So how can we connect both to our Jewish roots and our natural roots? Step 1 is to make a commitment to get outdoors! In our world of exercise, we are going to gyms instead of going outside — so take a hike or just a walk in the neighborhood with your children. The story of Moses and the burning bush is one known to most — we assume that, of course, he would stop to look at such a wondrous sight. Today we would probably be too busy to notice — and we would be talking on our cell phones or looking at an e-mail on the run.

Step 2 is to stop and take notice. Each morning traditional Jews say a series of prayers called “Birchot Hashahar.” One of these blessings can be used as we explore the world: “Baruch atah, Adonai Eloheinu, Melech haolam, pokei’ah ivrim. Blessed are You, Adonai, our G-d, Ruler of the universe, who gives sight to the blind.” Fortunately, few of us are truly blind, yet this blessing is recited daily to remind us not to become blind to the world. A fun activity is to take a blind hike with a partner — Partner A guides Partner B (who closes their eyes) to search for a site of beauty or interest. When A discovers a wonderful spot, they should adjust B’s head so their eyes will open on the selected view — just like taking a photo with a human camera. When you both look at the wondrous sight, say the blessing and think about the beauty of nature plus the wonder of discovery.

Laura Seymour is director of camping services and Jewish life and learning at the Jewish Community Center of Dallas.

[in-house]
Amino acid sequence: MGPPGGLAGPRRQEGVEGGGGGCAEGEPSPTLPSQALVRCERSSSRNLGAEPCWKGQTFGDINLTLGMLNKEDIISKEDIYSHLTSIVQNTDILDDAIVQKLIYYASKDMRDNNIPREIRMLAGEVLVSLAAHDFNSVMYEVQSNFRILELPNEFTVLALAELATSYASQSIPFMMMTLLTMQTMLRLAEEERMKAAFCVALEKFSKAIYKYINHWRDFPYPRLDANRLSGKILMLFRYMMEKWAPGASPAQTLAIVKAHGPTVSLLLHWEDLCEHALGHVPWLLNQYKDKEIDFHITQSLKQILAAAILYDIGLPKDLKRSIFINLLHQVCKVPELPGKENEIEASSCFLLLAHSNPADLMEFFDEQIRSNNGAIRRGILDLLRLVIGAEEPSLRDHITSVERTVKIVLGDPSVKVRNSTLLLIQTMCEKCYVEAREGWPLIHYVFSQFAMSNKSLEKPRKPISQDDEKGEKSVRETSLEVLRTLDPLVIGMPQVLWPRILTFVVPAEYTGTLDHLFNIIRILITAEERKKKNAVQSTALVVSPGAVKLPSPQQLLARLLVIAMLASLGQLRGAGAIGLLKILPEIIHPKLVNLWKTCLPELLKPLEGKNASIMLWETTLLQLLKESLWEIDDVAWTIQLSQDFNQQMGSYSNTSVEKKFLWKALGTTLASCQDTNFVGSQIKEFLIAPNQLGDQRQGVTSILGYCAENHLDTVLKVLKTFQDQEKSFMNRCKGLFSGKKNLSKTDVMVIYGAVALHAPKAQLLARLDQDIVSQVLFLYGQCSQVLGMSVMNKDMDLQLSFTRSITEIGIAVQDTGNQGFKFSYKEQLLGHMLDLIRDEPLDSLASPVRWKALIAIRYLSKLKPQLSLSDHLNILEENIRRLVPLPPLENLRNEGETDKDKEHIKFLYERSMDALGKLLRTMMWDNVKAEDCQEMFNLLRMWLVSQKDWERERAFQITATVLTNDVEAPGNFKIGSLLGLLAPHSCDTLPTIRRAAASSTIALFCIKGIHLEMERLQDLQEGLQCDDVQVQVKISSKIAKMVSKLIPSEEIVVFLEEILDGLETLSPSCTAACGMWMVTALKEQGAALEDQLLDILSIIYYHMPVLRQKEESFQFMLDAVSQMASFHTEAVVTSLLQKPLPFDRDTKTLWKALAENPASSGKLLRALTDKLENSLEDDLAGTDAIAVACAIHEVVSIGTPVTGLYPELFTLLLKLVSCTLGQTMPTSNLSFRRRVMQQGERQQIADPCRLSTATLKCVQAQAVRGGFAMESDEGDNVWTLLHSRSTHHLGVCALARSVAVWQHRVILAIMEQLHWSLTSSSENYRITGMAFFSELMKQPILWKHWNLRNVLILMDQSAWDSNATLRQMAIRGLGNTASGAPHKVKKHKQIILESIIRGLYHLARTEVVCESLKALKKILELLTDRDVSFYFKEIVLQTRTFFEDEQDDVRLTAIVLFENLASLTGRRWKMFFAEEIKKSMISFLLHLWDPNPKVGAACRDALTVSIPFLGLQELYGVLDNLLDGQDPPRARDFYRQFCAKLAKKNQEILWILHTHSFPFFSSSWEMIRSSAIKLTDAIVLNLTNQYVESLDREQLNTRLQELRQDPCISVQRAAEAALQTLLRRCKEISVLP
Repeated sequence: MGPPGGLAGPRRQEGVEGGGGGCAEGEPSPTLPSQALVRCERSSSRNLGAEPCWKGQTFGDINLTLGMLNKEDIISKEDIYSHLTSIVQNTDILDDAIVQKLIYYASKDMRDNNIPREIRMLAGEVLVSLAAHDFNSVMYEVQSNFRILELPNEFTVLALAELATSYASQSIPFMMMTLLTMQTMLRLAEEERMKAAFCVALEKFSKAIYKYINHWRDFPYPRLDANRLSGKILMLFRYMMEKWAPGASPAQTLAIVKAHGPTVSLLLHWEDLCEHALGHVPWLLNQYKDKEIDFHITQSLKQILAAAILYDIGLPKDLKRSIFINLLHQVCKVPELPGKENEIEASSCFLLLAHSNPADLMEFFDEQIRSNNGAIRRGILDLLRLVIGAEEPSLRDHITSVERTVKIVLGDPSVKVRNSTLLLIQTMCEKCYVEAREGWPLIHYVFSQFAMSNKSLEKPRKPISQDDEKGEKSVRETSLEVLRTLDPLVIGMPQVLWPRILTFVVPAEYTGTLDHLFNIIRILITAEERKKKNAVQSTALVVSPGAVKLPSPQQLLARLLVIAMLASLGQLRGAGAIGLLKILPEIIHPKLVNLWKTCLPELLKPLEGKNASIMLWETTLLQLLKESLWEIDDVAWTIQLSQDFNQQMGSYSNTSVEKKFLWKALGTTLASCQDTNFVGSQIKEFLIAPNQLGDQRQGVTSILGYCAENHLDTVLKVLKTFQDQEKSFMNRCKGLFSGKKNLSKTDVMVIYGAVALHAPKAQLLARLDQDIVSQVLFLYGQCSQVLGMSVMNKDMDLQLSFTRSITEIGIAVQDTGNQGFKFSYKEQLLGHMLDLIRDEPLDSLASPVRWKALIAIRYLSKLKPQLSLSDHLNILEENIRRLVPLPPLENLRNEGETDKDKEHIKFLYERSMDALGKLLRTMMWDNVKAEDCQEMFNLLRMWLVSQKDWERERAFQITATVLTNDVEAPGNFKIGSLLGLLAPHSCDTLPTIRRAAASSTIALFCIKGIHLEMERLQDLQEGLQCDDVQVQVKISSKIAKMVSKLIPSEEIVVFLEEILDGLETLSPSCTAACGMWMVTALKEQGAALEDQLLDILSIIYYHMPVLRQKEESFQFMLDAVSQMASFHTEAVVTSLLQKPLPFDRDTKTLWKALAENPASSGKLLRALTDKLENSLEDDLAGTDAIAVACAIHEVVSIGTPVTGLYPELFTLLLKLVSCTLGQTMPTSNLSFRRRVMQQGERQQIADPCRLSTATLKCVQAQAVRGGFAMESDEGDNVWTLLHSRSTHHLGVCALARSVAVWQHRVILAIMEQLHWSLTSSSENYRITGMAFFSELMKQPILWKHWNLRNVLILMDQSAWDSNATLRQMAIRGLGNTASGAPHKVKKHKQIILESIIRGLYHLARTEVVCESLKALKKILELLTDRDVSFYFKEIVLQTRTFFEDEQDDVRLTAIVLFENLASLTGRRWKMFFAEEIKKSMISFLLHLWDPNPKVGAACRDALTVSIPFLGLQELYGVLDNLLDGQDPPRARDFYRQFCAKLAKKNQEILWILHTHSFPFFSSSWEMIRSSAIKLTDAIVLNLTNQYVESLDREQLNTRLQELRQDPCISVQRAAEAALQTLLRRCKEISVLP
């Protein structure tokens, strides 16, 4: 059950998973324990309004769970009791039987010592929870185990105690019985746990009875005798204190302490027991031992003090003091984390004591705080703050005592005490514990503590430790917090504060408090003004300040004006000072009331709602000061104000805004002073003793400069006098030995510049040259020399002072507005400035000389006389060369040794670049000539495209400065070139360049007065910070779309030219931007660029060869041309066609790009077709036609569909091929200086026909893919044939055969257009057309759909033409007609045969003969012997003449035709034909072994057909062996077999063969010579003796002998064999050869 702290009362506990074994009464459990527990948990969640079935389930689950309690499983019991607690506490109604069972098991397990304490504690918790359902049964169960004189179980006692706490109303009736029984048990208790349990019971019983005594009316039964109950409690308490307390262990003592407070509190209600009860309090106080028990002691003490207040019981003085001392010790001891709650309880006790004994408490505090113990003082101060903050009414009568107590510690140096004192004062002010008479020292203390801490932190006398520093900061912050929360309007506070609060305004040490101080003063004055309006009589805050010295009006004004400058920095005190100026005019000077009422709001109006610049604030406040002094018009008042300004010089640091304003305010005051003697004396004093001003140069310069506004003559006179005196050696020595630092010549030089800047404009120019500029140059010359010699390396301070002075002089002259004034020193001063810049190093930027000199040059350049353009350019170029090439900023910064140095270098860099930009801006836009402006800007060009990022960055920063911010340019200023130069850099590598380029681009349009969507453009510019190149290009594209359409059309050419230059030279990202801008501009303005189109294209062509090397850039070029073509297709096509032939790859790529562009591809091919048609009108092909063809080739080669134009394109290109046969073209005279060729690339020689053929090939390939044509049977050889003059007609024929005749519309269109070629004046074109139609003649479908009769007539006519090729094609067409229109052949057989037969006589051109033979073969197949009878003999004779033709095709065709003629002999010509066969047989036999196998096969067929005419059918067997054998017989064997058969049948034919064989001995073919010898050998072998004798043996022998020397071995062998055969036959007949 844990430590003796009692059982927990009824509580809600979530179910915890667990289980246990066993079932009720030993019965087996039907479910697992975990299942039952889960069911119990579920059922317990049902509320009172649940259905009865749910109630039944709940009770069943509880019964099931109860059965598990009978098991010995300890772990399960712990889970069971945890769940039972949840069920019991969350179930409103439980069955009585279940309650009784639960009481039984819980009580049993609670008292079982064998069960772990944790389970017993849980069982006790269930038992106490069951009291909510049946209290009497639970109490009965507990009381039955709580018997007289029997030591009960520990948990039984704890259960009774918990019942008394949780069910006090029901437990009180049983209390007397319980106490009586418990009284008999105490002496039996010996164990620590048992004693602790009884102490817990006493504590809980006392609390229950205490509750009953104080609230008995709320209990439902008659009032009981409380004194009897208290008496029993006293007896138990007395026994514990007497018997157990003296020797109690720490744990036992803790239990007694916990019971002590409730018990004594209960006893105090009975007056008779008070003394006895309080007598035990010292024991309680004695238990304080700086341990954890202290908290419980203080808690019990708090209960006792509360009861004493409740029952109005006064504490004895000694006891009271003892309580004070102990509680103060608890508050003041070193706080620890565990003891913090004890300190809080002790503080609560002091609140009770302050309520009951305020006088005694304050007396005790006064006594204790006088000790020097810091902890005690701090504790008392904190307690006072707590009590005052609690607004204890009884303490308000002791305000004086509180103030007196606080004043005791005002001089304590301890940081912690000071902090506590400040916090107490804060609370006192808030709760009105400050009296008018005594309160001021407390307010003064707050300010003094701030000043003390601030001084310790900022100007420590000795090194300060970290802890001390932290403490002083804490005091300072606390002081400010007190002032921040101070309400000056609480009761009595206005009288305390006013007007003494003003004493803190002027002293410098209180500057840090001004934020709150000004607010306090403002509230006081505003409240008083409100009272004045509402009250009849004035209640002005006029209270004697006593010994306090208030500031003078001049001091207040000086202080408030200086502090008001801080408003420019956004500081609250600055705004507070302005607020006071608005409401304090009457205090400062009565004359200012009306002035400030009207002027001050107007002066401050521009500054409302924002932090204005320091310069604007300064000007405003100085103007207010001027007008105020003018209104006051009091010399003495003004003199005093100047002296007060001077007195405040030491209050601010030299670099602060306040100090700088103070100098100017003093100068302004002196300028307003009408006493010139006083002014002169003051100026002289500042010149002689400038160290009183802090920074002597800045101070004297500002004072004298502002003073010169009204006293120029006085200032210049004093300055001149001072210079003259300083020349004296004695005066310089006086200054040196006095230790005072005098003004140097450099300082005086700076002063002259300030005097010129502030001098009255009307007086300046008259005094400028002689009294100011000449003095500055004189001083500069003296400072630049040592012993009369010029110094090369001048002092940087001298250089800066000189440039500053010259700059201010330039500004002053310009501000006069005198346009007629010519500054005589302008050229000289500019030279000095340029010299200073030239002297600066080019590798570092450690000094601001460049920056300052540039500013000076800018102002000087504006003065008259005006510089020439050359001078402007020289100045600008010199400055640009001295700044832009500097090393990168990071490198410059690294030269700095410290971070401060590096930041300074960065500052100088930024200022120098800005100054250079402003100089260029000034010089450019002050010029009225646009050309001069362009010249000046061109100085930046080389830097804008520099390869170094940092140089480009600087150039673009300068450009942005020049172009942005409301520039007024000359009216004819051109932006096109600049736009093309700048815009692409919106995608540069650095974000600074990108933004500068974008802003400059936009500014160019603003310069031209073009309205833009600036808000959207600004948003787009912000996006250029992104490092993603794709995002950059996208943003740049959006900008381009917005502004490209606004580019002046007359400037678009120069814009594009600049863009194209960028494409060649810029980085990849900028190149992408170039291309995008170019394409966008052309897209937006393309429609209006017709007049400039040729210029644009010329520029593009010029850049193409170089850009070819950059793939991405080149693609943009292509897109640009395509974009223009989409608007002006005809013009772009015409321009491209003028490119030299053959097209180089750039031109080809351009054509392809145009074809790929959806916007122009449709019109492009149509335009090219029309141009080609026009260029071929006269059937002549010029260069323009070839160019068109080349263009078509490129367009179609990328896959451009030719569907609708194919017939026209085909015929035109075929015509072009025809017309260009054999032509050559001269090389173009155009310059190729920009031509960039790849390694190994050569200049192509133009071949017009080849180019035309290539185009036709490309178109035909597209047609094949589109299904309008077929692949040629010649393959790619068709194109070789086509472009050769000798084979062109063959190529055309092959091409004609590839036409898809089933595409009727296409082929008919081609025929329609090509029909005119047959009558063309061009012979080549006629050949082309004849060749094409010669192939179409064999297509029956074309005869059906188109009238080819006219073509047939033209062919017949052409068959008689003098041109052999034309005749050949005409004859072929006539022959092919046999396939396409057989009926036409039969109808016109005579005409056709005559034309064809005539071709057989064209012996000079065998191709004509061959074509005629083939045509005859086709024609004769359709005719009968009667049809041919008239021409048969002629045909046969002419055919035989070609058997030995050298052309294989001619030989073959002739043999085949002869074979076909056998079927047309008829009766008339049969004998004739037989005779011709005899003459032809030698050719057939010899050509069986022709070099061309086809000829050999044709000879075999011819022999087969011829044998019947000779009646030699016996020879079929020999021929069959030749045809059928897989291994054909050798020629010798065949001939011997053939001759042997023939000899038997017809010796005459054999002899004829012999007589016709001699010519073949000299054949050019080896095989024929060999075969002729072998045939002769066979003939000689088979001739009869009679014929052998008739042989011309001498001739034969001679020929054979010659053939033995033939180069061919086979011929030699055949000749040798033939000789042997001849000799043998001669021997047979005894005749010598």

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Dallas Doings

Posted on 13 January 2011 by admin

Mark Kreditor to do musical show on Jan. 23

Mark Kreditor, whose journeys through the American Jewish Songbook have delighted Dallas audiences for a decade, will debut a new show at a special Sunday morning brunch at Congregation Beth Torah on Jan. 23.

For the annual Intrafaith Brunch sponsored by sisterhoods of Dallas-area synagogues, Mark has compiled a medley of theater music made famous by Jewish women.

“We’re all such fans of Mark and the wonderful shows he’s been doing for years,” said Jo Zeffren, co-chair of the event. “We’re just thrilled and honored that he’s put together a show about women, for women.”

The Intrafaith Brunch offers women from every synagogue the chance to get together in a setting comfortable for everyone. The catered kosher meal will be supervised by an on-site mashgiach.

Like all of his shows, Mark’s new presentation features him at the piano, playing, lecturing, singing and conducting sing-alongs in his ebullient, edifying style.

“Even though it’s a Sisterhood event, we couldn’t deny this experience to anyone,” Jo said. “So spouses — and everyone else — are certainly welcome.”

Tickets are $18. For more information, call Jo Zeffren at 972-239-7643, or Congregation Beth Torah at 972-234-1542. Beth Torah is located at 720 West Lookout Drive in Richardson.

Kids K–6: Don’t be bored at home when there’s no school!

Kids in kindergarten through sixth grade, get to the J on Monday, Jan. 17, for the National MLK Day of Service. Dr. Martin Luther King Jr. once said, “Life’s most persistent and urgent question is: ‘What are you doing for others?’” Join in this day of service for fun projects that also give back.